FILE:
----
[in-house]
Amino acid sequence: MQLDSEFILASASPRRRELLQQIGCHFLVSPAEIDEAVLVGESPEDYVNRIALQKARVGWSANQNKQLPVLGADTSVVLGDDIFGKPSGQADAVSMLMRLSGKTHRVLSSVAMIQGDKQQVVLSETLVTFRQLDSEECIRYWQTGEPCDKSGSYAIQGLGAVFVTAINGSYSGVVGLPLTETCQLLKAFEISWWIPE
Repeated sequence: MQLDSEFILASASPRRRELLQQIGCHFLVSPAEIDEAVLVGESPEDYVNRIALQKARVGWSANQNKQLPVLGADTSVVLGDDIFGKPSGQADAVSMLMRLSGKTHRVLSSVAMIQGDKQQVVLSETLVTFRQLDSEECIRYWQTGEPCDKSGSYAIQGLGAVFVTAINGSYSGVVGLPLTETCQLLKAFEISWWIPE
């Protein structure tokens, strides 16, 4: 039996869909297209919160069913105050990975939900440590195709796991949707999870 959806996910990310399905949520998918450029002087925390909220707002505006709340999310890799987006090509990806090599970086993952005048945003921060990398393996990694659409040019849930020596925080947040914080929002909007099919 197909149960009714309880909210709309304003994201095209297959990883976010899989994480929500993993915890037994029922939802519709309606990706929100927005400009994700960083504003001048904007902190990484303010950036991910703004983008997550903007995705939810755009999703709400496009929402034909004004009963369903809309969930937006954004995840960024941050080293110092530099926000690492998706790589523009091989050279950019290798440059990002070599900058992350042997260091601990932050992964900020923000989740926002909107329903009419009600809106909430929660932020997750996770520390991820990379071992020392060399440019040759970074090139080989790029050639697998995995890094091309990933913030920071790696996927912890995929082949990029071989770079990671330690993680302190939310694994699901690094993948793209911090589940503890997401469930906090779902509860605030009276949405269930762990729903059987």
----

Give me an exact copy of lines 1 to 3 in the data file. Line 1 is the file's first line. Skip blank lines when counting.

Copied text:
[in-house]
Amino acid sequence: MQLDSEFILASASPRRRELLQQIGCHFLVSPAEIDEAVLVGESPEDYVNRIALQKARVGWSANQNKQLPVLGADTSVVLGDDIFGKPSGQADAVSMLMRLSGKTHRVLSSVAMIQGDKQQVVLSETLVTFRQLDSEECIRYWQTGEPCDKSGSYAIQGLGAVFVTAINGSYSGVVGLPLTETCQLLKAFEISWWIPE
Repeated sequence: MQLDSEFILASASPRRRELLQQIGCHFLVSPAEIDEAVLVGESPEDYVNRIALQKARVGWSANQNKQLPVLGADTSVVLGDDIFGKPSGQADAVSMLMRLSGKTHRVLSSVAMIQGDKQQVVLSETLVTFRQLDSEECIRYWQTGEPCDKSGSYAIQGLGAVFVTAINGSYSGVVGLPLTETCQLLKAFEISWWIPE